Album Review: Look Around the Corner, Quantic and Alice Russell (with Combo Barbaro), April 2012

This pairing should excite those of us who know each of these artists for their work apart. Quantic, a.k.a. Will Holland, has a prolific and eclectic career so far. His delving into latin sounds has been done adeptly and avoided the pitfalls of others who try to ape the sound without understanding its roots. Before that, his release in the soul revival arena, I’m Thankful (Tru Thoughts, 2006), re-introduced us to the signature voice of Spanky Wilson and her take-no-prisoners version of “Don’t joke with a hungry man.”

Alice Russell’s Pot of Gold album (Six Degrees, 2008) proved she was a UK vocalist to be celebrated in the same light as Amy Winehouse and Adele. Alas, she is still largely unknown to North American audiences. Her solid tone and power remind me of Alison Moyet’s performance on Yazoo’s classic LP, Upstairs at Erics (Mute, 1982).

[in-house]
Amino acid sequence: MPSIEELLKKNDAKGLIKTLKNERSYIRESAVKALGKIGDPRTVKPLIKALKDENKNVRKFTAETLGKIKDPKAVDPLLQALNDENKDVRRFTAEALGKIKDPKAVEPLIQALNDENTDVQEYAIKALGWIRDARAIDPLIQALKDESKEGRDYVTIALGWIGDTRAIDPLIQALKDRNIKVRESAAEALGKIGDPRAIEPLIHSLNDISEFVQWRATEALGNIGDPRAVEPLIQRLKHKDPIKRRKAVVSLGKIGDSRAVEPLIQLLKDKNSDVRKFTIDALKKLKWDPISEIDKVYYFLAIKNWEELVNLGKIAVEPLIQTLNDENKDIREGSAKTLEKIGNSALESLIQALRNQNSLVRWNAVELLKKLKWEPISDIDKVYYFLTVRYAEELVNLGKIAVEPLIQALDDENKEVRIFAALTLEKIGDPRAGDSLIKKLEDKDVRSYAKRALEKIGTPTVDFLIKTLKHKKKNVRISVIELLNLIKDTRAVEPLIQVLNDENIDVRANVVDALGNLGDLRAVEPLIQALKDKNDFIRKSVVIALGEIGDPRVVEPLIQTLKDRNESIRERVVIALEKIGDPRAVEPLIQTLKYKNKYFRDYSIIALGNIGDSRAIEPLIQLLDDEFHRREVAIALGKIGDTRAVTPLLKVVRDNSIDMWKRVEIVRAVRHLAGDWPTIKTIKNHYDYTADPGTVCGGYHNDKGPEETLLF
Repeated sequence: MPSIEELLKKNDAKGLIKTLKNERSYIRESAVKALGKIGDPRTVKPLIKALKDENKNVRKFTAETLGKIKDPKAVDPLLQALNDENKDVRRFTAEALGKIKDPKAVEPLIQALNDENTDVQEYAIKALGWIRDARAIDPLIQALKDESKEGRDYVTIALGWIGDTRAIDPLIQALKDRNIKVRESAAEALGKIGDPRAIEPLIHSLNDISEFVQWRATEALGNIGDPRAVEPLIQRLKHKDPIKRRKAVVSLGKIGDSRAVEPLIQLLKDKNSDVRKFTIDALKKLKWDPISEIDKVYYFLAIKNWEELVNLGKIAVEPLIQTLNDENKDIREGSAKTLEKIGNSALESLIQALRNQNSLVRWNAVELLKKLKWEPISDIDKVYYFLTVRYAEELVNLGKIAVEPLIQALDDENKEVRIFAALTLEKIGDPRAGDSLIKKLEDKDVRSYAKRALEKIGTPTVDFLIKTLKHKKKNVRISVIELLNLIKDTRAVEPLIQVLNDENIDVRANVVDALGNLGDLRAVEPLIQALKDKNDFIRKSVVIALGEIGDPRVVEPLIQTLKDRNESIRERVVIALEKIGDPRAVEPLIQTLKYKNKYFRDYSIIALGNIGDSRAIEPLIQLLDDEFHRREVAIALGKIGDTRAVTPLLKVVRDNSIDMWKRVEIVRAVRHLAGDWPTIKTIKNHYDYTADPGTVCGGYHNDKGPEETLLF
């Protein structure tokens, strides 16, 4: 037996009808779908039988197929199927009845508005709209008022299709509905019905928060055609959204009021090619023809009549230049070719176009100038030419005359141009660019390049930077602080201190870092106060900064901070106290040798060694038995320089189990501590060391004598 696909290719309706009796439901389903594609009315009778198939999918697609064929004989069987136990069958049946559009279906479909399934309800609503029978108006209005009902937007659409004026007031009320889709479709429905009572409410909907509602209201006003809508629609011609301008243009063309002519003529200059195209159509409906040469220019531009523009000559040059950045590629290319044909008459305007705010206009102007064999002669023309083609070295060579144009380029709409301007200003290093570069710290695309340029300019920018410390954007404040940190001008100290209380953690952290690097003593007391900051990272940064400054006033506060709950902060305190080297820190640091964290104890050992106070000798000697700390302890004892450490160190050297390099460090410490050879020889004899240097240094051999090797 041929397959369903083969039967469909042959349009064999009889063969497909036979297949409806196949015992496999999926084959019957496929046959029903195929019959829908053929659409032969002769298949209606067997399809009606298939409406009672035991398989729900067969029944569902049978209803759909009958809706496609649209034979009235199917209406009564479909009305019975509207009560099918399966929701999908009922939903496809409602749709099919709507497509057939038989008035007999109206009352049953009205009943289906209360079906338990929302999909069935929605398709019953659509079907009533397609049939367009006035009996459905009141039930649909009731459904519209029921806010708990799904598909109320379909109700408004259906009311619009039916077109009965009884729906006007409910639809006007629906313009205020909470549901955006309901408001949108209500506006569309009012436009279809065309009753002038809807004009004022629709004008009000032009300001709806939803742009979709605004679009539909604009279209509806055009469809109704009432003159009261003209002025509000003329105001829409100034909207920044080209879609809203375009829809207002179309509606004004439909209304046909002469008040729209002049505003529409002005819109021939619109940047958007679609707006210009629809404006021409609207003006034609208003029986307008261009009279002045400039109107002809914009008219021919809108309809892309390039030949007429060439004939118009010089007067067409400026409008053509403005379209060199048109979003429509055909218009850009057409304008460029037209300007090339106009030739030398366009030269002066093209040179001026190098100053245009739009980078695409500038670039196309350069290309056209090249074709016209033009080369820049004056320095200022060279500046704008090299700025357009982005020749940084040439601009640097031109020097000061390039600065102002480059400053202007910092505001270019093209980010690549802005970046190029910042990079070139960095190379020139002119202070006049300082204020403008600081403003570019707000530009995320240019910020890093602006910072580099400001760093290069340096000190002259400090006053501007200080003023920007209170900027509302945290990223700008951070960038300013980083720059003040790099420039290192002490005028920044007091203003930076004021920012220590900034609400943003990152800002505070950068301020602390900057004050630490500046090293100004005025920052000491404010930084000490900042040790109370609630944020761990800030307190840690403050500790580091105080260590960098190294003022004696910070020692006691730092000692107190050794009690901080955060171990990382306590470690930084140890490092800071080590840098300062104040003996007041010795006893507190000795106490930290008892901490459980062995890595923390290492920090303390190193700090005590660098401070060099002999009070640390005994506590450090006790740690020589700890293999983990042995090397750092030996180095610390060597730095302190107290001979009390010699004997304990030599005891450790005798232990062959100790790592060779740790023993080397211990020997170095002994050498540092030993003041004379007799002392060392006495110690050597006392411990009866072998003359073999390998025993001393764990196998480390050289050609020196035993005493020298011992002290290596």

Look Around the Corner is not the first meeting of these two but it is the first featuring Holland’s band of Central American musicians, Combo Barbaro.

Where this album works best is where Russell and the Combo are allowed to do their thing in the most classic sense. That is, let Alice sing. Let the Combo play. And we have magic. Mess with that formula, and we have mush electronica.

“Magdalena” and “I’ll Keep My Light in My Window” are perfect for Russell. She wails on them in her inimitable way. Quantic’s production is reserved here and Russell soars above it.

“Una Tarde en Mariquita” is a nice latin tune with a straight-ahead performance by the band. Again, the production takes a back seat. The musicianship is sharp enough to carry the tune.

“I’d Cry” is a charming cha cha number with graceful violin accompaniment. It is a tad overproduced and leaves me wanting a more raw version. A short acoustic version is included toward the end of the album sans the violin.

There are ‘filler’ tracks here that we could all do without. But these are minor and seem to be de rigueur for Electronic releases these days. Still, for the more substantial tracks where Alice sings and the band plays, this is a fine collection and a welcome reunion. What’s more, unless there’s an Alice Russell LP in the near future, this will be our fill of her for the time being.